I use it regularly and have a small stash of figured blanks left from some milled a few years back. Love the smell of working with it. It can make a heavy guitar. Last solid strat I did was 9.8lbs & solid tele 9.2lbs. Now that I have a saw to resaw 13"+ I will start clambering most.

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epizootics

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A wood that surprised the heck out of me was plain old every day douglas fir - I have built both solid body T style guitars and one acoustic classical from doug fir and not only was it fun to work with in the shop, the guitars are wonderful.

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I will second that. With all the caution and skepticism in the world, I have to admit that most of the "best-sounding" (whatever that means) instruments I made had a douglas fir body.


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DF has its quirks - notably its ability to turn any drilling operation into a crapshoot, how easily it tears out when quarter-sawn and how easily it dents - but overall I like to work with it. The smell alone makes me forgive its capriciousness.
 

trev333

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Depends on whether you paint it or you want it to look like grandma's fine furniture....;)

depends on whether you want a boat anchor or some serious neck dive....:twisted:

@4 1/2 Lbs per body is good wood....:D
 

Ebidis

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The safest bet in my experience is basswood. It's easy to work and almost always sounds great, Smooth, even, and balanced.

For the adventurous type, a 3/16" or 1/4" thick maple top helps to add more complex frequencies without risking a great overall sound.

I have so many bodies made from mahogany, ash, alder, maple, etc etc, and I find a basswood body with a thin maple top yields the best, most consistent results.

The traditional guys here will lambaste me over this but it's OK. I'm too old and too experienced to fight about it any more.

Oh, and acoustic resonance has absolutely nothing to do with it, LOL! Don't even waste your time with it, unless your main goal is to play acoustically.

I completely agree with you.

This is one of my favorite guitars of all time, and one of the best sounding I've ever owned.

Guess what the body is made of?

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ChicknPickn

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It probably has been mentioned already, but try a pine body - - you may be pleasantly surprised. So easy to work with, doesn't kill your router bits. I'm not sure how much I'd go on about "tone woods," but I have to say that my piney has a certain something that is very different from my ash and alder builds. And I really like it.
 

dougstrum

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I was a cabinet maker for many years, and have worked with all kinds of wood. Cherry is probably my favorite wood, it's what I used to build my 1st guitar 30 some years ago; it still sees a lot of use🎵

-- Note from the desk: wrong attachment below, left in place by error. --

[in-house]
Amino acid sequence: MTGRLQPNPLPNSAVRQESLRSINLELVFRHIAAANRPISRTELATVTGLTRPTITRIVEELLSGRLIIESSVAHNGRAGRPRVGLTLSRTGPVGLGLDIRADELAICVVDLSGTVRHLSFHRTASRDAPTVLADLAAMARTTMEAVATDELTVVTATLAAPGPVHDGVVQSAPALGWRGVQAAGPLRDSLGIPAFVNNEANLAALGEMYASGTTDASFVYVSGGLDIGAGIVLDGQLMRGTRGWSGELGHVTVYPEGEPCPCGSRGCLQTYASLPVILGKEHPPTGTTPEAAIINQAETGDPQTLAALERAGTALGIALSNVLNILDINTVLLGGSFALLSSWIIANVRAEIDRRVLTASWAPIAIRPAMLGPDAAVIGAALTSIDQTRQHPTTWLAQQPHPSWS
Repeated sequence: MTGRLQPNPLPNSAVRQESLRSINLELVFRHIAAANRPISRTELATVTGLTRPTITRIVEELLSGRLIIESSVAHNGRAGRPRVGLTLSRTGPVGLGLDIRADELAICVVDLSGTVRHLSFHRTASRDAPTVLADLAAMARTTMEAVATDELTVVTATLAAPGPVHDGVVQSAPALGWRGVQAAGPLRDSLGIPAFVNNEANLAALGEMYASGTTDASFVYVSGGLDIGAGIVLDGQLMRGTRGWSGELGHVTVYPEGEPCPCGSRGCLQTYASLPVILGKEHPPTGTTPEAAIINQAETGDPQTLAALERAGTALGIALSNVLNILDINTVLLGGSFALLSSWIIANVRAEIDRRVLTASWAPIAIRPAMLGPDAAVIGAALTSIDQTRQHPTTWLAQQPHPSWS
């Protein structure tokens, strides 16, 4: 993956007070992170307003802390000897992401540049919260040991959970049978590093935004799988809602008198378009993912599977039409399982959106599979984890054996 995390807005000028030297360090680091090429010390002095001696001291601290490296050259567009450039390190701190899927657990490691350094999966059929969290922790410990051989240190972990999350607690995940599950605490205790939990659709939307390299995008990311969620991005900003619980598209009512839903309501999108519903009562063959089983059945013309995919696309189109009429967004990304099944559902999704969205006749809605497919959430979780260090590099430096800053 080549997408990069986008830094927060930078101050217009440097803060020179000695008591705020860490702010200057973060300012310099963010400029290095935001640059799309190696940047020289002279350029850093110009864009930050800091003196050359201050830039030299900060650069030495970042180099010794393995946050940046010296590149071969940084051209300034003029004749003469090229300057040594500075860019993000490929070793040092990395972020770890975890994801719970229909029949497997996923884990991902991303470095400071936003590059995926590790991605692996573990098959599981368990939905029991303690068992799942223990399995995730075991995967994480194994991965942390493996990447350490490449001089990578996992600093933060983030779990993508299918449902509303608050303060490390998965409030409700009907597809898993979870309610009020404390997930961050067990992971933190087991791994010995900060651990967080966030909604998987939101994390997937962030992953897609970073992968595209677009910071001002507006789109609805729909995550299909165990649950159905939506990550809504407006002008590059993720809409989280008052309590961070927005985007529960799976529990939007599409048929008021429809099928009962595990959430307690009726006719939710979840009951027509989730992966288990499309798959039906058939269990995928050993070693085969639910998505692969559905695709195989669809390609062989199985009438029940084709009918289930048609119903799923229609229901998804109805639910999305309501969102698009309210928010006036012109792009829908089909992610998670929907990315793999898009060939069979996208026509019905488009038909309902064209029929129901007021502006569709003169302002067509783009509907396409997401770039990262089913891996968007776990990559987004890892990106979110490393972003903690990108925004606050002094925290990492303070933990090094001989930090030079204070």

I use this one mostly for jazz gigs, always draws comments~redwood top, walnut back and sides, with oak accents.
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crazydave911

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I use almost exclusively honduras mahogany for solid and chambered guitars. It has all the advantages of every other wood I can think of and none of the issues. For all the other varieties of guitars I have used most of the tone woods that are not under international restrictions and every one of them have advantages and issues.

A wood that surprised the heck out of me was plain old every day douglas fir - I have built both solid body T style guitars and one acoustic classical from doug fir and not only was it fun to work with in the shop, the guitars are wonderful.
Absolutely, I've built many guitars, especially acoustics with DF necks, always splendid. Because I was poor at the time it was my main go-to.
When I began building electrics, because of the same I often used what my dad referred to as "poor man's mahogany", tulip poplar. Easy to work and finish, a joy to work with
 

Yonatan

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Some ash can be very frustrating to sand smooth because of the proximity of hard, tight grain to soft open grain. It's stoopid easy to get dips where the soft grain is, especially over corners.
Sounds like my experience with some Pine. The concave curves of the body give me a particularly hard time with this. In some cases I can never get them 100% smooth.
 
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MickoConCarne

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Curious if any of you have experience with black walnut. I had one fall on my property four years ago and had the wood prepared and dried. Last year we built a beautiful dining room table from some of it. I still have access to a couple slabs and I've been thinking about building a guitar with it. Thanks! View attachment 936217
Actually, my first completed Tele build was Black Walnut. Of course I didn't know any better but I thought it was good to work with and made a beautiful guitar